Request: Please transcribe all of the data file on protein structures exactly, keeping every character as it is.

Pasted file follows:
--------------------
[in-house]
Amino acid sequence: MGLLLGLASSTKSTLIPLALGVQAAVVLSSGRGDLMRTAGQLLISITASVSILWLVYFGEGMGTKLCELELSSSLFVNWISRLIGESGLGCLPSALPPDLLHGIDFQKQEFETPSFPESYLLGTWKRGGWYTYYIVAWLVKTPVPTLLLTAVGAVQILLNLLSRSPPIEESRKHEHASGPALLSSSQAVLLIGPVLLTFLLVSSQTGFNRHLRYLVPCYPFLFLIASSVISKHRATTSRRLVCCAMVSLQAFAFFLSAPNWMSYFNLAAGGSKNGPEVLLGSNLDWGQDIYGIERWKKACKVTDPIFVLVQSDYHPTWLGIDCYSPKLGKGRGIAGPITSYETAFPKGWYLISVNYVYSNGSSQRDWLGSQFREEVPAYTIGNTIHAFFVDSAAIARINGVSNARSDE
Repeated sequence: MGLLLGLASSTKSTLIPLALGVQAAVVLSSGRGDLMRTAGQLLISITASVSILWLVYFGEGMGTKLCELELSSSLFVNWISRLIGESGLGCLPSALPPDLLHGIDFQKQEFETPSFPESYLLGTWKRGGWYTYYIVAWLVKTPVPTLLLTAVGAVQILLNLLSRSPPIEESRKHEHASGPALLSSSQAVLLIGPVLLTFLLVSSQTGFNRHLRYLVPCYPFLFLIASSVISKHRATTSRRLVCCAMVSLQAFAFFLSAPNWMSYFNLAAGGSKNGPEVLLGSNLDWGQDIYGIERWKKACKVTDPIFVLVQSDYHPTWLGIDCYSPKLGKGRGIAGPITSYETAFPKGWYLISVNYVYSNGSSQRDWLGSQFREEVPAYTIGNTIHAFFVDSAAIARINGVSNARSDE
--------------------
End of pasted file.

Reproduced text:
[in-house]
Amino acid sequence: MGLLLGLASSTKSTLIPLALGVQAAVVLSSGRGDLMRTAGQLLISITASVSILWLVYFGEGMGTKLCELELSSSLFVNWISRLIGESGLGCLPSALPPDLLHGIDFQKQEFETPSFPESYLLGTWKRGGWYTYYIVAWLVKTPVPTLLLTAVGAVQILLNLLSRSPPIEESRKHEHASGPALLSSSQAVLLIGPVLLTFLLVSSQTGFNRHLRYLVPCYPFLFLIASSVISKHRATTSRRLVCCAMVSLQAFAFFLSAPNWMSYFNLAAGGSKNGPEVLLGSNLDWGQDIYGIERWKKACKVTDPIFVLVQSDYHPTWLGIDCYSPKLGKGRGIAGPITSYETAFPKGWYLISVNYVYSNGSSQRDWLGSQFREEVPAYTIGNTIHAFFVDSAAIARINGVSNARSDE
Repeated sequence: MGLLLGLASSTKSTLIPLALGVQAAVVLSSGRGDLMRTAGQLLISITASVSILWLVYFGEGMGTKLCELELSSSLFVNWISRLIGESGLGCLPSALPPDLLHGIDFQKQEFETPSFPESYLLGTWKRGGWYTYYIVAWLVKTPVPTLLLTAVGAVQILLNLLSRSPPIEESRKHEHASGPALLSSSQAVLLIGPVLLTFLLVSSQTGFNRHLRYLVPCYPFLFLIASSVISKHRATTSRRLVCCAMVSLQAFAFFLSAPNWMSYFNLAAGGSKNGPEVLLGSNLDWGQDIYGIERWKKACKVTDPIFVLVQSDYHPTWLGIDCYSPKLGKGRGIAGPITSYETAFPKGWYLISVNYVYSNGSSQRDWLGSQFREEVPAYTIGNTIHAFFVDSAAIARINGVSNARSDE